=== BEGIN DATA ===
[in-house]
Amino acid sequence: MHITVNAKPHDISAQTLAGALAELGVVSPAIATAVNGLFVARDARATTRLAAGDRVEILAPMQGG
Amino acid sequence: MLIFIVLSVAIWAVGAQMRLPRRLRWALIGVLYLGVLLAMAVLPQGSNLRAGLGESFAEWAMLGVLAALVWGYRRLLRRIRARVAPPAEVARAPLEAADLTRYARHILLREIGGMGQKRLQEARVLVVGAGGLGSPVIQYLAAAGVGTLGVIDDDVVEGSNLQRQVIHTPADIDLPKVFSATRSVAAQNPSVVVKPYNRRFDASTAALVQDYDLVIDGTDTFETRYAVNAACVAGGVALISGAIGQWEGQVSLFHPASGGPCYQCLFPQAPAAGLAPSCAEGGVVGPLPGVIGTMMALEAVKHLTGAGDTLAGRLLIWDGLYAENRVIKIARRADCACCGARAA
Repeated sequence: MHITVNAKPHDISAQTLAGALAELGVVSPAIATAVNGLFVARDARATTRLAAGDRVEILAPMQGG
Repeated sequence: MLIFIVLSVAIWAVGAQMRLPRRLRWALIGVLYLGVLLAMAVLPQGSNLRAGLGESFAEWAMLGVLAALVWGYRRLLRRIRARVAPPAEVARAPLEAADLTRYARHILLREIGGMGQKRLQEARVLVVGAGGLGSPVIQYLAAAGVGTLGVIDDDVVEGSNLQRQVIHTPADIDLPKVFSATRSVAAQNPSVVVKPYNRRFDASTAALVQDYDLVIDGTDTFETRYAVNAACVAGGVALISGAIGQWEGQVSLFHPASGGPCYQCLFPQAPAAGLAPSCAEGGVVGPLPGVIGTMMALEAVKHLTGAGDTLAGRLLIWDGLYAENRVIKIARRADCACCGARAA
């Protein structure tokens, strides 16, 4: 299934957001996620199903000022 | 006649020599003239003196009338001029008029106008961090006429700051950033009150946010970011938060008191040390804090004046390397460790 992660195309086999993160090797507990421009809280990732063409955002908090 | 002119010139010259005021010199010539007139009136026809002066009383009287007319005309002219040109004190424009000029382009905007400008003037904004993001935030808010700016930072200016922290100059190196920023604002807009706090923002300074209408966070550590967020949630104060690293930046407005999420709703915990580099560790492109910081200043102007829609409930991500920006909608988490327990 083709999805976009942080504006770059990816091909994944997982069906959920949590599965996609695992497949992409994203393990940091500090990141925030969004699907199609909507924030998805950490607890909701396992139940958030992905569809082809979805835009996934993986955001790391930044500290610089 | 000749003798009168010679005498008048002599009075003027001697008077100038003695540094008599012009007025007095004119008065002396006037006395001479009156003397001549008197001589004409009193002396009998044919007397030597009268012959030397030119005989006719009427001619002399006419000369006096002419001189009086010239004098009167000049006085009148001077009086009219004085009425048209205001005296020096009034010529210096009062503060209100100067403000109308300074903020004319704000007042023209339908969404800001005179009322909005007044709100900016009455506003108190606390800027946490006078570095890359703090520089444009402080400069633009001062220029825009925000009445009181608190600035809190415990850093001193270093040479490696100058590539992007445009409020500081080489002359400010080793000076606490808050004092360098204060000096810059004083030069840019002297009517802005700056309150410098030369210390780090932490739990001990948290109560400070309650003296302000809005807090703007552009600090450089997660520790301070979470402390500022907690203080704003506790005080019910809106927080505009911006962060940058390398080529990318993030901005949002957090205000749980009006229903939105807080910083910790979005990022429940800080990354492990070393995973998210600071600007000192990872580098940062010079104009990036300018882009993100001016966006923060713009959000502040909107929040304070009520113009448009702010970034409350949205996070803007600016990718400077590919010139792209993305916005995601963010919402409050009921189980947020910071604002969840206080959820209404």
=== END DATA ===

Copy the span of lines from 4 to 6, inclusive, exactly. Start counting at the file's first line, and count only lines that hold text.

Repeated sequence: MHITVNAKPHDISAQTLAGALAELGVVSPAIATAVNGLFVARDARATTRLAAGDRVEILAPMQGG
Repeated sequence: MLIFIVLSVAIWAVGAQMRLPRRLRWALIGVLYLGVLLAMAVLPQGSNLRAGLGESFAEWAMLGVLAALVWGYRRLLRRIRARVAPPAEVARAPLEAADLTRYARHILLREIGGMGQKRLQEARVLVVGAGGLGSPVIQYLAAAGVGTLGVIDDDVVEGSNLQRQVIHTPADIDLPKVFSATRSVAAQNPSVVVKPYNRRFDASTAALVQDYDLVIDGTDTFETRYAVNAACVAGGVALISGAIGQWEGQVSLFHPASGGPCYQCLFPQAPAAGLAPSCAEGGVVGPLPGVIGTMMALEAVKHLTGAGDTLAGRLLIWDGLYAENRVIKIARRADCACCGARAA
């Protein structure tokens, strides 16, 4: 299934957001996620199903000022 | 006649020599003239003196009338001029008029106008961090006429700051950033009150946010970011938060008191040390804090004046390397460790 992660195309086999993160090797507990421009809280990732063409955002908090 | 002119010139010259005021010199010539007139009136026809002066009383009287007319005309002219040109004190424009000029382009905007400008003037904004993001935030808010700016930072200016922290100059190196920023604002807009706090923002300074209408966070550590967020949630104060690293930046407005999420709703915990580099560790492109910081200043102007829609409930991500920006909608988490327990 083709999805976009942080504006770059990816091909994944997982069906959920949590599965996609695992497949992409994203393990940091500090990141925030969004699907199609909507924030998805950490607890909701396992139940958030992905569809082809979805835009996934993986955001790391930044500290610089 | 000749003798009168010679005498008048002599009075003027001697008077100038003695540094008599012009007025007095004119008065002396006037006395001479009156003397001549008197001589004409009193002396009998044919007397030597009268012959030397030119005989006719009427001619002399006419000369006096002419001189009086010239004098009167000049006085009148001077009086009219004085009425048209205001005296020096009034010529210096009062503060209100100067403000109308300074903020004319704000007042023209339908969404800001005179009322909005007044709100900016009455506003108190606390800027946490006078570095890359703090520089444009402080400069633009001062220029825009925000009445009181608190600035809190415990850093001193270093040479490696100058590539992007445009409020500081080489002359400010080793000076606490808050004092360098204060000096810059004083030069840019002297009517802005700056309150410098030369210390780090932490739990001990948290109560400070309650003296302000809005807090703007552009600090450089997660520790301070979470402390500022907690203080704003506790005080019910809106927080505009911006962060940058390398080529990318993030901005949002957090205000749980009006229903939105807080910083910790979005990022429940800080990354492990070393995973998210600071600007000192990872580098940062010079104009990036300018882009993100001016966006923060713009959000502040909107929040304070009520113009448009702010970034409350949205996070803007600016990718400077590919010139792209993305916005995601963010919402409050009921189980947020910071604002969840206080959820209404």